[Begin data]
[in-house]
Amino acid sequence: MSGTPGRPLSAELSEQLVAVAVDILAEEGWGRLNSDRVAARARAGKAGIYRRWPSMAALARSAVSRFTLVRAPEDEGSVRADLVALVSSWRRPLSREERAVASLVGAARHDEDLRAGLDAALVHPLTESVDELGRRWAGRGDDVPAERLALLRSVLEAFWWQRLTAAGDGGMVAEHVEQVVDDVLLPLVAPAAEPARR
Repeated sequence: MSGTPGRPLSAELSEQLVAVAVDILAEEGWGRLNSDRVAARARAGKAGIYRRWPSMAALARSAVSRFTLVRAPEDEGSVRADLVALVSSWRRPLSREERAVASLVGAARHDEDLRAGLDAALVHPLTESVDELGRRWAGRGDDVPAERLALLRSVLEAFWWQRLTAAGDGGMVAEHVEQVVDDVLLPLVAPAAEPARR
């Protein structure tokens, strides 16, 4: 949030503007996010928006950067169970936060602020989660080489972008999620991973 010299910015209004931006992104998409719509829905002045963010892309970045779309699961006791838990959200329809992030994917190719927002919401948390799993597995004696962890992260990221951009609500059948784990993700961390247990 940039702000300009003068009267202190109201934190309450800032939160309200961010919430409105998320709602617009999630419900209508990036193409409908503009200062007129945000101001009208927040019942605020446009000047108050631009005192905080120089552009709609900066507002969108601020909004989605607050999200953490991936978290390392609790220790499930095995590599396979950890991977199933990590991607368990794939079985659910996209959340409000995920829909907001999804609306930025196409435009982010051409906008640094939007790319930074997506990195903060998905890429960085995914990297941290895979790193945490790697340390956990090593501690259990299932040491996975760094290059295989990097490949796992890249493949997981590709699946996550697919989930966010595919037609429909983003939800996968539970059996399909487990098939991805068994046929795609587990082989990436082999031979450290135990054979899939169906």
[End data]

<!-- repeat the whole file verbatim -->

[in-house]
Amino acid sequence: MSGTPGRPLSAELSEQLVAVAVDILAEEGWGRLNSDRVAARARAGKAGIYRRWPSMAALARSAVSRFTLVRAPEDEGSVRADLVALVSSWRRPLSREERAVASLVGAARHDEDLRAGLDAALVHPLTESVDELGRRWAGRGDDVPAERLALLRSVLEAFWWQRLTAAGDGGMVAEHVEQVVDDVLLPLVAPAAEPARR
Repeated sequence: MSGTPGRPLSAELSEQLVAVAVDILAEEGWGRLNSDRVAARARAGKAGIYRRWPSMAALARSAVSRFTLVRAPEDEGSVRADLVALVSSWRRPLSREERAVASLVGAARHDEDLRAGLDAALVHPLTESVDELGRRWAGRGDDVPAERLALLRSVLEAFWWQRLTAAGDGGMVAEHVEQVVDDVLLPLVAPAAEPARR
């Protein structure tokens, strides 16, 4: 949030503007996010928006950067169970936060602020989660080489972008999620991973 010299910015209004931006992104998409719509829905002045963010892309970045779309699961006791838990959200329809992030994917190719927002919401948390799993597995004696962890992260990221951009609500059948784990993700961390247990 940039702000300009003068009267202190109201934190309450800032939160309200961010919430409105998320709602617009999630419900209508990036193409409908503009200062007129945000101001009208927040019942605020446009000047108050631009005192905080120089552009709609900066507002969108601020909004989605607050999200953490991936978290390392609790220790499930095995590599396979950890991977199933990590991607368990794939079985659910996209959340409000995920829909907001999804609306930025196409435009982010051409906008640094939007790319930074997506990195903060998905890429960085995914990297941290895979790193945490790697340390956990090593501690259990299932040491996975760094290059295989990097490949796992890249493949997981590709699946996550697919989930966010595919037609429909983003939800996968539970059996399909487990098939991805068994046929795609587990082989990436082999031979450290135990054979899939169906």